2. Attend Tours and/or Open Houses

    Open Houses and/or tours provide an opportunity for parents to learn about different schools before the application process starts. These events will generally include a question and answer session, a tour of the school and a program overview. Additionally, they provide the opportunity to meet with school administrators, faculty and parents of children enrolled at the school. Because of limited space, most schools request that each family reserve a place by calling the Admissions Office.

    A significant number of schools offer tours in the spring for information-gathering purposes. Many parents choose to attend spring tours to ease the burden of touring schools in the fall.

  3. Testing

    Most independent schools no longer require or will even accept the ECAA (Early Childhood Admissions Assessment).  There are some schools that require the AABL (Admission Assessment for Beginning Learners). If you are applying to a school that requires either test, you can have your child tested at an ERB office.

  4. Prepare Applications and Attend Interviews

    Each school has a slightly different application process, including different deadlines. The process normally includes an application, a parent interview, a child visit and submission of school records and test results.

    The application typically includes essay questions asking parents to describe the family's educational objectives and to portray the child's personality and learning style. The application will typically include an application fee. Although some schools make their applications available online over the summer, all have them available either online or by mail by the early fall. Once the school receives a completed application, parent interviews and child visits are scheduled.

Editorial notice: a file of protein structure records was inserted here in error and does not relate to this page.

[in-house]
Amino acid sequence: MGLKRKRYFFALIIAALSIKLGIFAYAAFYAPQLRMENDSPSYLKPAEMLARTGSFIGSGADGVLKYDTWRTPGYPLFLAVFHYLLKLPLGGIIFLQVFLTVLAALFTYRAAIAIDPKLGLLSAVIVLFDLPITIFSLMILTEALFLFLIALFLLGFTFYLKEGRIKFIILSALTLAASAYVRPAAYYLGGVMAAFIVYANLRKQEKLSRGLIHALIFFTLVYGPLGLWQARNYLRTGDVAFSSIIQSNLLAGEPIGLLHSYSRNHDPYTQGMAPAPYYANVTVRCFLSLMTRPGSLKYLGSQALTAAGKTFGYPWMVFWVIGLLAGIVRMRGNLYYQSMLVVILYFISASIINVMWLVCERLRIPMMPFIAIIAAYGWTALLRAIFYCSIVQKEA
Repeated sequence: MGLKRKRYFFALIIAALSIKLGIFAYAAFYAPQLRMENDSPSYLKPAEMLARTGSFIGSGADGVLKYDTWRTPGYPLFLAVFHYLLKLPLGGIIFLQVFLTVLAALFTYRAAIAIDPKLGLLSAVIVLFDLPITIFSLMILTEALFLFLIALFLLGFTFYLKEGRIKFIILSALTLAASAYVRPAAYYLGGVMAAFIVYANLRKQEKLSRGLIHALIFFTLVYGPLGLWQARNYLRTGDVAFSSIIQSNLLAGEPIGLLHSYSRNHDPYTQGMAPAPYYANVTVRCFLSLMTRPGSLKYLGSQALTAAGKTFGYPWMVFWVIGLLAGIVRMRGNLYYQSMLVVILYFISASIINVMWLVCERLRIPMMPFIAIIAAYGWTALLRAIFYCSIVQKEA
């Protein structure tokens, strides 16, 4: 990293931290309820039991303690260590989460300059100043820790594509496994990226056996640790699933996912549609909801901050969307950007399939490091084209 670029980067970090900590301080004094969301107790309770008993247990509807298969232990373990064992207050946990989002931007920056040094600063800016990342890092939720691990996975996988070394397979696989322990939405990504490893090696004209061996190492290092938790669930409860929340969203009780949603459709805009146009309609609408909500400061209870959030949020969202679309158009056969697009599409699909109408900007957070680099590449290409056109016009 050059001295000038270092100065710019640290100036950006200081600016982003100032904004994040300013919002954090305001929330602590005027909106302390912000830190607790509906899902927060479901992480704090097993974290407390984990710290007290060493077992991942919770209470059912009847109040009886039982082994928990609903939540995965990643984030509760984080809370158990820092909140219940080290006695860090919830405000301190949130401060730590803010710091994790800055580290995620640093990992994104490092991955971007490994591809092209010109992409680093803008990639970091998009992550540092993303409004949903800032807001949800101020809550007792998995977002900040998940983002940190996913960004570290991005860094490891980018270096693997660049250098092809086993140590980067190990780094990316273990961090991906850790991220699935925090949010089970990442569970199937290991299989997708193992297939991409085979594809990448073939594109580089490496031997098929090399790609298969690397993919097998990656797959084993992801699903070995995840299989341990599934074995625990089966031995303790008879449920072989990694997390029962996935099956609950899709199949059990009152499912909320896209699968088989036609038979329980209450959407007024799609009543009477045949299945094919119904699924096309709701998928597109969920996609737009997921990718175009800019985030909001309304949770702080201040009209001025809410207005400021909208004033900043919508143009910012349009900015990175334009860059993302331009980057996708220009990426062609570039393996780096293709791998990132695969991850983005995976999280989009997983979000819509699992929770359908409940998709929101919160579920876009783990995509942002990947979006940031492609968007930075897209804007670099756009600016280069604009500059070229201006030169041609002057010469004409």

The parent interview may be individual or in a group and will discuss the family's educational environment and objectives. Many families send a thank you note after the interview.

    During the child visit, most schools will have the applicant join a group of children who will meet with admissions personnel for approximately 45 minutes. Some schools, however, may have a slightly different interview process.

    To authorize the release of your child's school records to a specific school, you must bring to the ECC the school's form. The ECC completes the form and sends it directly to the ongoing school.

    Most schools will not review your child's application folder until all the required information has been received. In January, you should contact each school to which you are applying to confirm that all required information and documents have been received.

    You are also encouraged to meet with The director in mid to late January to touch base on the process and the status of all materials.

  5. Admissions Notification

    Admissions decisions for Kindergarten are released in February.

List of Schools EEC Students Have Attended in Recent Years

In recent years, ECC students have attended the following schools:

  • Abraham Joshua Heschel School

  • Allen-Stevenson School

  • Avenues

  • Bank Street School for Children

  • Birch Wathen Lenox School

  • Brearley School

  • Calhoun School

  • Cathedral School of St. John the Divine

  • Chapin School

  • Churchill School and Center

  • City & Country School

  • Collegiate School

  • Columbia Grammar and Preparatory School

  • Dalton School

  • Dwight School

  • Ethical Culture Fieldston School

  • Friends Seminary

  • Gateway School

  • Hewitt School

  • Hunter Elementary School

  • Horace Mann School

  • Ideal School

  • Lab School

  • Little Red School House

  • Lycee Francais

  • Manhattan Country School

  • Manhattan School for Children

  • Manhattan Day School

  • Nightingale-Bamford School

  • PS 6

  • PS 9

  • PS 87

  • PS 163

  • PS 199

  • Ramaz School

  • Riverdale Country School

  • Rodeph Sholom School

  • The School at Columbia University

  • Solomon Schechter School of Manhattan

  • Spence School
    Stephen Gaynor

  • Town School

  • Trevor Day School

  • Trinity School

  • United Nations International School